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3 Exceptions to Determining a Product’s Energy Use

How closely do you read the labels when you search for any electric consumer products?

Do you even look?

If you’re like most, you don’t. But then again, maybe you generally know what various products might use, speaking in terms of power.

For example, you know that products and appliances which make things hot or cool are always the biggest consumers of electricity.

However, you may not know a few of the below things:

1. Labels Usually Only Show the Max Power a Product Uses

For example, a label may show your fridge uses 300 watts of power. However, that actually only happens when the fridge runs the compressor to cool your food.

Most of the time, it needs barely any electricity at all – usually just a few watts to power any electronics needed.

Similarly, your computer’s label may say it uses 300 watts. However, maybe you just use it for a few personal tasks throughout the week.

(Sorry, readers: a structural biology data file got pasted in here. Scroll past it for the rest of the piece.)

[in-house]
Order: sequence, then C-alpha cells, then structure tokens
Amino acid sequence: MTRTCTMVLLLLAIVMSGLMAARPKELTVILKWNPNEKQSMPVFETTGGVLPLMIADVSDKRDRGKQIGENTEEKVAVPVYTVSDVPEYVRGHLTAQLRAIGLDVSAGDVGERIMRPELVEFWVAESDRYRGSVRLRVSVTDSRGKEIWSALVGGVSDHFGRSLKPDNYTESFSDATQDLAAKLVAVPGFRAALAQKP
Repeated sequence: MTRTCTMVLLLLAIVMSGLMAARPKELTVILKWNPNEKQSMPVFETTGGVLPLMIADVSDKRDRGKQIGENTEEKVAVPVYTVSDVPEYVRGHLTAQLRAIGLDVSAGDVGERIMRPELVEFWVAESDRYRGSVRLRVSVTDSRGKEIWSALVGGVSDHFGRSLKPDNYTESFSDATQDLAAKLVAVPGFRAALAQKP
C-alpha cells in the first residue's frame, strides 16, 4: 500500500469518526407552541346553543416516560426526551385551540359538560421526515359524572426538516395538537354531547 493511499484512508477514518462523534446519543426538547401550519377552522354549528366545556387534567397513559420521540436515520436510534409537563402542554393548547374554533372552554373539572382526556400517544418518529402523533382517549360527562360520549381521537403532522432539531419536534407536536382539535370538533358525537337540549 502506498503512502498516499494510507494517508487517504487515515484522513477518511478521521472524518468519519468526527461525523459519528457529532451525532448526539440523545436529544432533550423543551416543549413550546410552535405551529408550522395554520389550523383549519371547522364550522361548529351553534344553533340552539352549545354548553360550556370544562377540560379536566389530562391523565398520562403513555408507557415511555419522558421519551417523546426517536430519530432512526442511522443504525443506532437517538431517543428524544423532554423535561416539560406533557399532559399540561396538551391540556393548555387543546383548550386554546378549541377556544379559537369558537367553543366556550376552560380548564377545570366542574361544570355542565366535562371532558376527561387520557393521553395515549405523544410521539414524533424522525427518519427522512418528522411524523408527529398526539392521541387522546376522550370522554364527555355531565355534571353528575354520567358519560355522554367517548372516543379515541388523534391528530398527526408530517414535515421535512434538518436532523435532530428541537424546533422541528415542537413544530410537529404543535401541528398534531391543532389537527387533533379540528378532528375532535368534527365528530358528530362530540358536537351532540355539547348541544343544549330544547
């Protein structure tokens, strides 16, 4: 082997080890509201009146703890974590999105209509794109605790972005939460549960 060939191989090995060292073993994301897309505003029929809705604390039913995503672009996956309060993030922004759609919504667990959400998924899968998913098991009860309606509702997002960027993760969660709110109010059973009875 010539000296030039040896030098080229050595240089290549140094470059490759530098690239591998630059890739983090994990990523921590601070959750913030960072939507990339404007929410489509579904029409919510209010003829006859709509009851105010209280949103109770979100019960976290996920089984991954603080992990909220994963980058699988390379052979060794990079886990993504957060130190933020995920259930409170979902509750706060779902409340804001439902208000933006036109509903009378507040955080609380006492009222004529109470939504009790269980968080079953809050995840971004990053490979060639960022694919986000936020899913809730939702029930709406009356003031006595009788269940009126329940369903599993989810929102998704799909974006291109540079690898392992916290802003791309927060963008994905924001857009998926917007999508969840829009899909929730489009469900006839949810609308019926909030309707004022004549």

In that case, your computer probably only uses around 100 watts.

However, if you’re a hardcore gamer that goes for hours every day, you’ll be closer to 300 watts because it takes much more electricity to power the processor and graphics card that make the game possible.

2. Labels Frequently Show Power Input, and Not Power Output

For example, you might buy a stereo that says 30 watts on the box. That’s only partially true.

It may actually require 50 watts of your electricity to make that 30 watts of sound when you crank the volume to the max.

The same can go for other appliances, like your microwave.

All electrical devices, by nature of their design, are inefficient. So you just have to understand that and know the way advertisers present things about their products are what they want you to see.

3. Don’t Forget Chargers and Standby Power

Chargers and standby power are awesome consumer inventions. You like them, right?

That’s cool.

Just remember that if you love to save energy, devices like your TV, gaming system, and computer can still use power when you don’t have them on.

And, chargers can continue to drain energy when not actually plugged into a device.

No harm in using them. Just make sure you remember how they work.

Yes. Enjoy life. Don’t toss all your electronics and innovations just to save a few measly dollars on your electric bill each year.

But do make sure you know these nuances so you can change your behavior and maximize your savings accordingly.

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